736.00 738.00 S: This is how the immune system works.

738.00 747.00 C: Yeah, and to be clear, we're trying really hard to make sure that the language is clean, so there's a third dose and there's a booster.

747.00 748.00 C: Right.

748.00 751.00 C: The third dose is what's available right now to immunocompromised people.

751.00 764.00 C: The idea is that because they are so immunocompromised, they needed a three-shot course in order to get to the same immunity that you and I only needed a two-shot course to get to because their own body isn't working as well.

764.00 766.00 C: Their own immune system is struggling.

766.00 778.00 C: Later, perhaps by the end of September, there have been some signals, but maybe not, and we still don't know if the booster will be reformulated or if it'll just be the same old shot.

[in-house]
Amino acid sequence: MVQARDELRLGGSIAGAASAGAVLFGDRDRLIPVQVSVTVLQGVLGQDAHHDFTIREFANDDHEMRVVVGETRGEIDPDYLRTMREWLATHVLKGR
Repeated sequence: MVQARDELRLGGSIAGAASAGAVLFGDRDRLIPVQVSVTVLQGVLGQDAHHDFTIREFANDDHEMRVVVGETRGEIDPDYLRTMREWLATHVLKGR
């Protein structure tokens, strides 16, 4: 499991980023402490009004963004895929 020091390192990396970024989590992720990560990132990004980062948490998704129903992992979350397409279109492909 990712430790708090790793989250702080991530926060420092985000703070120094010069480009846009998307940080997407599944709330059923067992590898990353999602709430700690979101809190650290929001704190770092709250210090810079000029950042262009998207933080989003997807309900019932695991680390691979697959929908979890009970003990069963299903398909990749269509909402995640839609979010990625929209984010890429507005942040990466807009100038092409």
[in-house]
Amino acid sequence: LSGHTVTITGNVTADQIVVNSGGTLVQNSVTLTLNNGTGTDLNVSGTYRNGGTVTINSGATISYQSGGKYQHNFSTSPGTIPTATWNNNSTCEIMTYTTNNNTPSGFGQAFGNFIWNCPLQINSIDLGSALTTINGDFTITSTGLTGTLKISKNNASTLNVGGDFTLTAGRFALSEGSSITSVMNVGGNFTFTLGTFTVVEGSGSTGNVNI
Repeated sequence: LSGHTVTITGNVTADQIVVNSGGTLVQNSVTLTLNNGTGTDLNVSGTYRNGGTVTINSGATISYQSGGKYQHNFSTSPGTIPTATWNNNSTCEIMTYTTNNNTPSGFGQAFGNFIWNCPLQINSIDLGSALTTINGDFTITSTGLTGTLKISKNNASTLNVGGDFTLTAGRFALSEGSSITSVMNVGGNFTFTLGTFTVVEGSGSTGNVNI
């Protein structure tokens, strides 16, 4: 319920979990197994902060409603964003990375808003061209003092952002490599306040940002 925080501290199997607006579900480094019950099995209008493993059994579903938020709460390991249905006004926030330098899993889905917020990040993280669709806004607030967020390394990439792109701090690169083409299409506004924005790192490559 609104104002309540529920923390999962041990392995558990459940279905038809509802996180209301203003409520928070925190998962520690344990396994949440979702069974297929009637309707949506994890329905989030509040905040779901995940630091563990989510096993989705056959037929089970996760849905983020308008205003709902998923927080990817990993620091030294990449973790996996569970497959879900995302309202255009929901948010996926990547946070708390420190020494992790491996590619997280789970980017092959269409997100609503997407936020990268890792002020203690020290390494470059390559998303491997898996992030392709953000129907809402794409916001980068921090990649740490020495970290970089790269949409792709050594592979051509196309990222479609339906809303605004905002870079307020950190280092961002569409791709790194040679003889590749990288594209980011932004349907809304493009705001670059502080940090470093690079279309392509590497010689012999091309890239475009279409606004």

778.00 780.00 C: That's the booster shot.

780.00 784.00 C: The booster is the idea that you get a new jab when you have waning immunity.

784.00 786.00 C: The third dose is for immunocompromised people.

786.00 789.00 C: The booster shot is for waning immunity.

789.00 790.00 C: Cool.

790.00 792.00 S: Right, which is typical.

792.00 794.00 S: Yeah, totally.

794.00 797.00 S: Many vaccines, they don't last for life.

797.00 801.00 S: You may need a booster in 10 years or every year or whatever.

801.00 806.00 S: It just depends on the nature of the vaccine, the nature of the organism that you're vaccinating against.

806.00 808.00 S: The immune system is complicated.

808.00 810.00 S: There are different pieces of it.